On ambient intimacy and assistive devices
[This post was originally posted at Hoyden About Town on January 27, 2009.]
I was having a discussion about ambient intimacy in a couple of elsewheres, where I tried (and possibly failed) to say that what is so reviled by opinion editors and other meatsnobs can be useful in all sorts of ways.
I like the little slices of life on my friends’ livejournals, however trivial, because I just can’t access this sort of chatter in my meatspace. Yes, I want to know how your daughter went on the first day of school, that you cooked a delicious recipe for dinner, that the eggplants are flowering, how your doctor visit was, what you thought of Big Love last night, that work is pissing you off, where you spent election day, or that the storm didn’t blow your roof off.
The internet is the virtual watercooler (or coffeehouse, or playgroup, or pub) for people like me, isolated due to disability. And I’m fed up with able-bodied folk slamming electronic community as a meaningless half-life. I’m sick of internet use being constructed as a signifier of a person as a pathetic loser worthy of mockery. And I’m over ignorant pundits reviling the rise in electronic community as The End of the World as We Know It, a one-way highway to the inevitable disengaged, apolitical fragmentation of society.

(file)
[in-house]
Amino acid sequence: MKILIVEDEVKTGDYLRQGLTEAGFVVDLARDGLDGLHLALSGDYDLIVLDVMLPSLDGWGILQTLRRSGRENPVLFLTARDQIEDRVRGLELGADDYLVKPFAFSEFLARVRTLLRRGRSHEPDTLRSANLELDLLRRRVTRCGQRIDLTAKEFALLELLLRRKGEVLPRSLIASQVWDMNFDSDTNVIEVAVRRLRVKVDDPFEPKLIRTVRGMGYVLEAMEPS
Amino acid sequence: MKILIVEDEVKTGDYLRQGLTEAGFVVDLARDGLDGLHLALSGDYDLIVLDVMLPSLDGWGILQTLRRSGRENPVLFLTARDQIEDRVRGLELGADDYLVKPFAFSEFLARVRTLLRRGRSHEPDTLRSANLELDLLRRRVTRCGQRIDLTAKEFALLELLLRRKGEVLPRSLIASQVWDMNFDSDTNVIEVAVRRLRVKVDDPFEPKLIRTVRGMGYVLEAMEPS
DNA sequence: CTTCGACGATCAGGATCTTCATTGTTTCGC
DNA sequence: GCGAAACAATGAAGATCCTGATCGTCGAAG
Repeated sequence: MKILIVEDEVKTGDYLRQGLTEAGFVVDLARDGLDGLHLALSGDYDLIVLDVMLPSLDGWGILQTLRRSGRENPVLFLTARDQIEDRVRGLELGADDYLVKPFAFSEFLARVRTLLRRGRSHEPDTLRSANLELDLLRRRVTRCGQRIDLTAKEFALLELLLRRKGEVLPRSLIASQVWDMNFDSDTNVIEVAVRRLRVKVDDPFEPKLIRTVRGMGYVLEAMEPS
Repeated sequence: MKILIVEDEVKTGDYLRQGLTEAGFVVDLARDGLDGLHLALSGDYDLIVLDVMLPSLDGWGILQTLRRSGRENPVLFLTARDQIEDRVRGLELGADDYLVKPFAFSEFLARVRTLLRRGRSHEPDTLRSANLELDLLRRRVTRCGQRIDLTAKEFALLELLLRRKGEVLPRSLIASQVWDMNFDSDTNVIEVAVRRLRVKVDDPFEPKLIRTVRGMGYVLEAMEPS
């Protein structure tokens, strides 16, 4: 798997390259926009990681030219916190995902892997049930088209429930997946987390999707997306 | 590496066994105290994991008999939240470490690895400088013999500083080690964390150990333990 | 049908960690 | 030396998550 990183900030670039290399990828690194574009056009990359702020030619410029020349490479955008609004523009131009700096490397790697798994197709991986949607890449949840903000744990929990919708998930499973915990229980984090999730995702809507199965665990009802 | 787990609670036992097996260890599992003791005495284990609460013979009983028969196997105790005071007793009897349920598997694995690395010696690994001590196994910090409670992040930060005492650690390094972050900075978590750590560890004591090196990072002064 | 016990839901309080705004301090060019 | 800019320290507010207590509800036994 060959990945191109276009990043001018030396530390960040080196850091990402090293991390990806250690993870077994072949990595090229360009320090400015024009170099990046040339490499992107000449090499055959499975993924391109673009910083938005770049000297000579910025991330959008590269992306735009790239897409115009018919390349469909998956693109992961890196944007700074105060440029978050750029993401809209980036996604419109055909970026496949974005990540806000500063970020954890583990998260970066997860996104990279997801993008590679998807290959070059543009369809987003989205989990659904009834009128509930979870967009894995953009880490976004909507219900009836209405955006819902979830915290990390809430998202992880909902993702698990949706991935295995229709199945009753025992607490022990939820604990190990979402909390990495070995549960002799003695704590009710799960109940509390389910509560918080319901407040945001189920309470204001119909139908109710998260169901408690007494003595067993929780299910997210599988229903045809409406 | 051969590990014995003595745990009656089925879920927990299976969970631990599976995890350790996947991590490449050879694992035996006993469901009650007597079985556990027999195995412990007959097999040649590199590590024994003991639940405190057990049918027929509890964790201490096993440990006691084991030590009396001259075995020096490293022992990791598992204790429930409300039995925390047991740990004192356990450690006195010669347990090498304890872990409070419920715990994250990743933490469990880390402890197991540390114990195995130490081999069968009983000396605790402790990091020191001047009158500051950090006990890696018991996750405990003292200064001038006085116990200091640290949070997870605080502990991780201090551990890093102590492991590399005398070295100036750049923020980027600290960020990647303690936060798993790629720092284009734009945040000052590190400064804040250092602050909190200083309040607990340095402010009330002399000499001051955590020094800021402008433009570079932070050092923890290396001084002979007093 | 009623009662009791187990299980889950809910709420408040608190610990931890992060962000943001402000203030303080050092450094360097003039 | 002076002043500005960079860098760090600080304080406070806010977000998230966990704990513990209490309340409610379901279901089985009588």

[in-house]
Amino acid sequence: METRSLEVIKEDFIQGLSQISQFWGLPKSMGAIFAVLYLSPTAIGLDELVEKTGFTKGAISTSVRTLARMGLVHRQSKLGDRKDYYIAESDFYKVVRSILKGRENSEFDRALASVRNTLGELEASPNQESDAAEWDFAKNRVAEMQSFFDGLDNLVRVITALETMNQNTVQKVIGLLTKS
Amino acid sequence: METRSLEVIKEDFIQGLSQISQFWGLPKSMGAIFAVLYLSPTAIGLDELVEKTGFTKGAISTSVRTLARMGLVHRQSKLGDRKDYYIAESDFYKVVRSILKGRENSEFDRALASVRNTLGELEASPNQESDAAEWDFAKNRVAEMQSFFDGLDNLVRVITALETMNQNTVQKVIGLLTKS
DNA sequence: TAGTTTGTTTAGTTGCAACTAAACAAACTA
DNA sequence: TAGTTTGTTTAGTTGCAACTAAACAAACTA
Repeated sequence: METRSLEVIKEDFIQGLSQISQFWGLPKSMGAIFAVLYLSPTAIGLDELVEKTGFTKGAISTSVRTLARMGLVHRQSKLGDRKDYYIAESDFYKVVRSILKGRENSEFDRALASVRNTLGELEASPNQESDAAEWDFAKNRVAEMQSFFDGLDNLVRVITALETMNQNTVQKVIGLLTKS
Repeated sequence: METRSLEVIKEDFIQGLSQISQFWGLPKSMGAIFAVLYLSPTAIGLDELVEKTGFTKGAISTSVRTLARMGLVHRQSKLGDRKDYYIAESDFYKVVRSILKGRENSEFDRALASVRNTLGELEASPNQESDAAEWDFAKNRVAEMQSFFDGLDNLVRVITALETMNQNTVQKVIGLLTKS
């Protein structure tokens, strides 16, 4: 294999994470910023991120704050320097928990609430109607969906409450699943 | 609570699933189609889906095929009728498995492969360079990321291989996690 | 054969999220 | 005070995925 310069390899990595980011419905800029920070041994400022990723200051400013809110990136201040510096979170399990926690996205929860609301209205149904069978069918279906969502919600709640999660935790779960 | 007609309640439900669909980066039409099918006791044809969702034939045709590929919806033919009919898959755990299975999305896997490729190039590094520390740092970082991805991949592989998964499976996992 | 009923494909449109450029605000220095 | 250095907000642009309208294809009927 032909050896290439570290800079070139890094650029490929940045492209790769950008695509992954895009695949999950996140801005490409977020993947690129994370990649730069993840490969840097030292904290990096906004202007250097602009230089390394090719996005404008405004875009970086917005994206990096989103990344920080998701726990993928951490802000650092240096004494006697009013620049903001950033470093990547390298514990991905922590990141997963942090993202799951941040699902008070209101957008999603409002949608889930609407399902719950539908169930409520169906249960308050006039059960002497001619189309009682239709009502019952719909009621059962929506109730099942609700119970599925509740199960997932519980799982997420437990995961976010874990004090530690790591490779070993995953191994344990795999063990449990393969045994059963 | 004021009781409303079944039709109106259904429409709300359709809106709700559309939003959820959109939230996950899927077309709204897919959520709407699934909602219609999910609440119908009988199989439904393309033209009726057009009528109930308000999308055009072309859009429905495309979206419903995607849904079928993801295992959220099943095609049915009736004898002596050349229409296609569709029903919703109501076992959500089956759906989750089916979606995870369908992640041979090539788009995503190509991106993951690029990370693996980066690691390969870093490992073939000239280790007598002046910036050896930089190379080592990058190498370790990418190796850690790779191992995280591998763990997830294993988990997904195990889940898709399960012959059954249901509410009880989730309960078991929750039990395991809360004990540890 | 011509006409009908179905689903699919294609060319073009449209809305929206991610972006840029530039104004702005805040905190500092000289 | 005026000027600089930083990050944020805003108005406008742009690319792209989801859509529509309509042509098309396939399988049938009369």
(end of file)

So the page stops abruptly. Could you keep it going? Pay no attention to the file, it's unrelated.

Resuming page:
I think there might be an analogy to be drawn here with physical assistive devices. People who use wheelchairs, for example, use wheelchairs. They get around in them. Wheelchairs are useful, value-neutral objects. People are not “bound” to them; they’re not “condemned” to life in a wheelchair. The use of a wheelchair doesn’t mark a person as either a sinister or pitiable caricature. And above all, people are not synonymous with their wheelchairs. They’re people who use a mobility device, a tool.
The internet may be many things, but it is also my social assistive device. And that’s not tragic, or threatening, or worthy of scorn. It just is.